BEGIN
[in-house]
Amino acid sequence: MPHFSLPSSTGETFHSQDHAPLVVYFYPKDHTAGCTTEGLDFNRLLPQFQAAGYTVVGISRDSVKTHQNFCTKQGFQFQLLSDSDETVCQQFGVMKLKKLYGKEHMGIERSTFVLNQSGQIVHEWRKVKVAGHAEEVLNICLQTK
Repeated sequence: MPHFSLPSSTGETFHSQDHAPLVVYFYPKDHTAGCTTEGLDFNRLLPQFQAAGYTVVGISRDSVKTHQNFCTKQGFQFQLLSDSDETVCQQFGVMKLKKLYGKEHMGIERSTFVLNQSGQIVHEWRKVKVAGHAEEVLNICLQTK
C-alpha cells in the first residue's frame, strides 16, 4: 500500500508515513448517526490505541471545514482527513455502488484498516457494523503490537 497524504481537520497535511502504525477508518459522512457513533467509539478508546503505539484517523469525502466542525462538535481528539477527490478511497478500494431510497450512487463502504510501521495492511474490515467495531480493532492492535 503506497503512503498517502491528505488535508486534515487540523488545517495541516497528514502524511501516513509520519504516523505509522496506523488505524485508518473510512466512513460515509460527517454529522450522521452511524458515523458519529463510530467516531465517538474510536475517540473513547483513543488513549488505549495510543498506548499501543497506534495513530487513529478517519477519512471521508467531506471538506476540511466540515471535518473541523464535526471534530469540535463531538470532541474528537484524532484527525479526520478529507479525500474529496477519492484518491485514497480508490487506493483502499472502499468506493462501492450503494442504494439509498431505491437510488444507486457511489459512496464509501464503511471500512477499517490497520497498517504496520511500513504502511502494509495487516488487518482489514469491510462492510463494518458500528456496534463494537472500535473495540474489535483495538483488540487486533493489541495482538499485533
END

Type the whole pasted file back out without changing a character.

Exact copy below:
[in-house]
Amino acid sequence: MPHFSLPSSTGETFHSQDHAPLVVYFYPKDHTAGCTTEGLDFNRLLPQFQAAGYTVVGISRDSVKTHQNFCTKQGFQFQLLSDSDETVCQQFGVMKLKKLYGKEHMGIERSTFVLNQSGQIVHEWRKVKVAGHAEEVLNICLQTK
Repeated sequence: MPHFSLPSSTGETFHSQDHAPLVVYFYPKDHTAGCTTEGLDFNRLLPQFQAAGYTVVGISRDSVKTHQNFCTKQGFQFQLLSDSDETVCQQFGVMKLKKLYGKEHMGIERSTFVLNQSGQIVHEWRKVKVAGHAEEVLNICLQTK
C-alpha cells in the first residue's frame, strides 16, 4: 500500500508515513448517526490505541471545514482527513455502488484498516457494523503490537 497524504481537520497535511502504525477508518459522512457513533467509539478508546503505539484517523469525502466542525462538535481528539477527490478511497478500494431510497450512487463502504510501521495492511474490515467495531480493532492492535 503506497503512503498517502491528505488535508486534515487540523488545517495541516497528514502524511501516513509520519504516523505509522496506523488505524485508518473510512466512513460515509460527517454529522450522521452511524458515523458519529463510530467516531465517538474510536475517540473513547483513543488513549488505549495510543498506548499501543497506534495513530487513529478517519477519512471521508467531506471538506476540511466540515471535518473541523464535526471534530469540535463531538470532541474528537484524532484527525479526520478529507479525500474529496477519492484518491485514497480508490487506493483502499472502499468506493462501492450503494442504494439509498431505491437510488444507486457511489459512496464509501464503511471500512477499517490497520497498517504496520511500513504502511502494509495487516488487518482489514469491510462492510463494518458500528456496534463494537472500535473495540474489535483495538483488540487486533493489541495482538499485533